One piece of advice we’re all bound to get at some point or another in goes something like this:
Let it go. Sh** happens.
Typically this line is followed by a sympathetic shoulder pat or a helpless shrug (as if to say, “Sorry, dude, but there’s nothing I can do.”).
For a lot of us, “letting it go” is on the verge of impossible, and I think that writers (and publishing professionals in general) tend to be in that I-cannot-let-it-go group. Certainly there are some of us who can just go with the flow, but almost every writer I know is a complete and total control freak.
But here’s the thing, guys: if there’s one profession where you HAVE to learn to let things go, it’s publishing. Especially when you’re on the writer-end of it all.
The plain truth of it all is that success in writing is almost entirely out of your control. From getting an agent (it’s so, so, so subjective guys. You can have a knock-out query and still garner zero interest) to selling your book (again, it’s so subjective. Even if your book is stellar, if it doesn’t land on the right desk at the right moment, you could be on subs for years. Yes, years.) to getting the “perfect” cover/trailer/fan base/website/etc. to bad reviews to whether or not a bookstore chooses to even stock your book–every one of those things is out of your control.
And there are so many more things that you can’t control in the writing/publishing world. I’m sorry. It pains me to say this (and it pains me even more to admit it), but this is simply the way it is. We have 100% control over our books, but what happens to those books is a totally different story.
Of course, as someone who tends to get her way and adores micromanaging, this whole “it ain’t in my control” thing has been really hard for me to come to accept. I can make my MC do whatever the heck I want, so why can’t I make X-editor or Y-reviewer or Z-bookstore do it?
The truth is, though I haven’t completely learned to let it all go, I have started down the long path of learning how. Since Something Strange and Deadly sold back in 2010, so many authors have warned me to just move on about things, but sometimes, the only way to hone a skill is to experience the frustration of it firsthand. Fortunately, I’ve had ample situations to do just that. In fact, I’m now far enough down this Let It Go Path to know there are two steps to the process.
To let it go, you must first accept.
Then you must move on.
So for example, let’s say I’ve written a book that I think is AMAZING. I am so thoroughly proud of it. However, my agent can’t sell it. Editors just aren’t interested in a space opera featuring an interstellar carnival. Perhaps they say, “Space operas just aren’t selling now” or “I’ve already got something similar on my list” or even “This simply wasn’t for me”. All these reasons are valid.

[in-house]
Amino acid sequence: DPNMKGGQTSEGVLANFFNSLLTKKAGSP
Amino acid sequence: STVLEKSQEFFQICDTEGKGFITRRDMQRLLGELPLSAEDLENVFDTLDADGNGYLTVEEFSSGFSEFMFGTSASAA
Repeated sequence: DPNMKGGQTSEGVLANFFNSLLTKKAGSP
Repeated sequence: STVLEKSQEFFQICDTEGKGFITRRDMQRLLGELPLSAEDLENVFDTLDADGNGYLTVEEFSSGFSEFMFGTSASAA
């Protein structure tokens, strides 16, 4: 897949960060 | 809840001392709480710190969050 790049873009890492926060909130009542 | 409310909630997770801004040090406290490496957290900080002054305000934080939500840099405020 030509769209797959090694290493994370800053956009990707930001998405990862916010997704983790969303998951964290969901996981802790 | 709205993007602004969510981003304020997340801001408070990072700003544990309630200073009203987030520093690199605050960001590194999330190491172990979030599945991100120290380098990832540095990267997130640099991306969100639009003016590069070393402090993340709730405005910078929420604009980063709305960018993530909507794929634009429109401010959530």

And all these reasons are out of my control. If the book is good but not a good fit, then there isn’t a darn thing I can do to change that. But lately, when I’ve had the urge to gnash my teeth and scheme up ways to bring the control back in my court, I have found the following techniques to be helpful:
- I take a deep breath. (Breaths = very important)
- I tell myself, “There is nothing I can do.”
- I convince myself there really is nothing I can do. (Like, if I’ve gotten a bad review, I consider it for a bit…then I think, Oh well! The book is finished and published; there is really nothing I can do to make this reader like it.)
- I get up and literally MOVE ON. I walk my dog or jog up and down the stairs a few times. There’s nothing like a little exercise to work off some frustration.
- I work on something else. If the editor rejected CARNIVAL IN SPACE, I’ll go work on a different manuscript until the sting wears off. Or maybe I’ll just write a blog post or tweak my website. There’s plenty of other necessary stuff to do while I wait for my annoyance to wear off.
As I write these steps, I realize they all seem so obvious–as does the entire concept of Letting Go. I mean, of course we all have to learn to move on. Isn’t that a good life lesson in general? And of course there’s a lot in writing/publishing that we can’t micromanage. But as I said above, you don’t always realize just how much you can’t control–or how poorly you’ll deal with powerlessness–until you’re actually in the situation.
And so this leaves me with my final word of advice. When this does ultimately happen to you–your letter doesn’t climb the slush pile, your book doesn’t get stocked in B&N, the reviewers crush you, your book trailer is an embarrassment, whatever–then focus on the one thing you CAN control:
Writing the next book and making it as good as you possibly can.
At the end of the day, we’re in control of characters and our worlds, so that’s where we should invest our time and emotions.
What about you? Have you had to learn to let things go–either in writing or in life?